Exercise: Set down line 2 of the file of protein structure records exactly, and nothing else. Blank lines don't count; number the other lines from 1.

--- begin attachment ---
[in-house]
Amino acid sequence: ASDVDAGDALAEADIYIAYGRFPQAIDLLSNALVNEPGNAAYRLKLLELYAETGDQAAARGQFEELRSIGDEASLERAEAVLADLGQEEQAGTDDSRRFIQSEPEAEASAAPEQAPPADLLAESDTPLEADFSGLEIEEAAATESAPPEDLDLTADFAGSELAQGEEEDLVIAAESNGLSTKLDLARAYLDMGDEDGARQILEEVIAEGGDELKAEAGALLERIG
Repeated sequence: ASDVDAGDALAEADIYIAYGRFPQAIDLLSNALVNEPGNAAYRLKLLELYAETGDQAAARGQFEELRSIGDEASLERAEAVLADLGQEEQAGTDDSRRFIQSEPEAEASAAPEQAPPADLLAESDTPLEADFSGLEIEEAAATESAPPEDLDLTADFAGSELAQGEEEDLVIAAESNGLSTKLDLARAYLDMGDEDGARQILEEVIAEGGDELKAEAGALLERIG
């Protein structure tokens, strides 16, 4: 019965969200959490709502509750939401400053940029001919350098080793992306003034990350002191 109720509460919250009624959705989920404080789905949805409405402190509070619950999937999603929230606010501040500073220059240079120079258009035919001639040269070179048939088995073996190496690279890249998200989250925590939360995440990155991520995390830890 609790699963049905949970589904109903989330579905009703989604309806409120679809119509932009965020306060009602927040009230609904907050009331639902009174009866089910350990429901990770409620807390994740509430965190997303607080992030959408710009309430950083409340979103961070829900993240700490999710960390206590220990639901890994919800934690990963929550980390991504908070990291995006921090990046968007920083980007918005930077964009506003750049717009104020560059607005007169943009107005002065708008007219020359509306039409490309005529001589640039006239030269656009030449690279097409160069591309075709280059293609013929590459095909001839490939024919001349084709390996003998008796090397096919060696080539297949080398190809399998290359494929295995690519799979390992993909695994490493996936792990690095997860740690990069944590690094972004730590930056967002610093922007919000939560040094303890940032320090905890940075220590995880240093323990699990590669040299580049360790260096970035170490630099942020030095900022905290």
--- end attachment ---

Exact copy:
Amino acid sequence: ASDVDAGDALAEADIYIAYGRFPQAIDLLSNALVNEPGNAAYRLKLLELYAETGDQAAARGQFEELRSIGDEASLERAEAVLADLGQEEQAGTDDSRRFIQSEPEAEASAAPEQAPPADLLAESDTPLEADFSGLEIEEAAATESAPPEDLDLTADFAGSELAQGEEEDLVIAAESNGLSTKLDLARAYLDMGDEDGARQILEEVIAEGGDELKAEAGALLERIG